A nursemaid caring for the grandson of US Senator Henry Ashurst, panicked when she saw the flames and left the building without the 1 year-old child...

Unfortunately, the city’s fire siren was out-of-order. Someone fired three pistol shots into the air to try to attract attention, but it would be 10 minutes before the fire department finally arrived at the scene...

August 18, 2019

1932: Franklin Delano Roosevelt Visits Prescott

It was late September, 1932 and in a little more than a month, the United States would be choosing a new President. That man would be Gov. Franklin D. Roosevelt. 

At this time he was traveling to Arizona to get a little rest and relaxation at the Greenway Ranch in Williams. Yet his popularity and his position would mix some work with his pleasure. The Arizona Democrats were meeting in Phoenix and FDR was compelled to attend.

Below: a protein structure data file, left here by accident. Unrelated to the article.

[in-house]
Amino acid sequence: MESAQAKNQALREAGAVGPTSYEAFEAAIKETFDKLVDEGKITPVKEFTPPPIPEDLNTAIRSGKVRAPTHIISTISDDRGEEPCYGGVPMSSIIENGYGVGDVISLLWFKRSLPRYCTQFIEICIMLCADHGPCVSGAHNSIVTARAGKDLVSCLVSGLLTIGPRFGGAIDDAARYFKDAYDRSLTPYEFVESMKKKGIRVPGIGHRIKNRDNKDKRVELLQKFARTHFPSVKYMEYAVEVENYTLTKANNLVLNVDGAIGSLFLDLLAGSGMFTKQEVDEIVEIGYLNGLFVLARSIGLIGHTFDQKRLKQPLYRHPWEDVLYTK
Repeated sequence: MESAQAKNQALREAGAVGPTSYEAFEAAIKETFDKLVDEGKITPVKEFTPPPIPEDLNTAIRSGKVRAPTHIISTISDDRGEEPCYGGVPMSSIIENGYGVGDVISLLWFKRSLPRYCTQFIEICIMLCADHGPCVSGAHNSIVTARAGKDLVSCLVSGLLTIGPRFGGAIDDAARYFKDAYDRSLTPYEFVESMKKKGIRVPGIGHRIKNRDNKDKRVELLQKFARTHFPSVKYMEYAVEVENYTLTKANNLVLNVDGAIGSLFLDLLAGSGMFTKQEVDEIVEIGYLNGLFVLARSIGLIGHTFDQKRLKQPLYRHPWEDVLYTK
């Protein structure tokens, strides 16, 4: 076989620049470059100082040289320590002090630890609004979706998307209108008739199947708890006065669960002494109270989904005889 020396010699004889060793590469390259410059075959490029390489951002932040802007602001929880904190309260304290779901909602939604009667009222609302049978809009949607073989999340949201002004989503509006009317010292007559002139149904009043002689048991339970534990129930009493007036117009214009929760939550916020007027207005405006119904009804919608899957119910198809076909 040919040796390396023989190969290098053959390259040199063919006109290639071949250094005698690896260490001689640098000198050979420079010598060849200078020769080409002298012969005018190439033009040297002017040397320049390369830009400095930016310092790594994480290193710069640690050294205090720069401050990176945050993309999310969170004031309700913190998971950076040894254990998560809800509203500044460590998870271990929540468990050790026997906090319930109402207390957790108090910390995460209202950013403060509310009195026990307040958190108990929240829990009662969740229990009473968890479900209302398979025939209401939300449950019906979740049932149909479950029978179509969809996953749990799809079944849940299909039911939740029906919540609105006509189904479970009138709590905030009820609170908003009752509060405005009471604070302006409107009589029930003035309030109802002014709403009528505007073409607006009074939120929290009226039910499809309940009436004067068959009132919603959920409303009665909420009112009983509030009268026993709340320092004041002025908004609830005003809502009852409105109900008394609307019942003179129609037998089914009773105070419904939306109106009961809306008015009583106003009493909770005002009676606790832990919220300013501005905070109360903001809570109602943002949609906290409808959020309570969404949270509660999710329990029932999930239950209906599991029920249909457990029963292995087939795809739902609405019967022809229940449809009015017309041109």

From there, on his way to Williams, Roosevelt’s train would stop in Prescott to meet an exceptionally large, well-wishing crowd.

August 4, 2019

Gillette, AZ: Boom To Bust in 35 Years

Daniel B Gillette needed a mill for his Tip-Top mines and the mill needed water. He found a spot 6 miles away on the Aqua Fria river. In a matter of months, not only was the mill in full operation, but a whole town complete with stores, saloons and hotels had sprung up out of the wilderness. 

Just nine years later, the town which some thought would rival Prescott, would be dealt a mortal wound.

July 21, 2019

Ice Cream in Early Prescott

Prescott's first ice cream ad.
It took 10 years after Prescott’s founding before ice cream appeared at a social function and then it was an exotic luxury.

July 7, 2019

Castle Creek Hot Springs in the 19th Century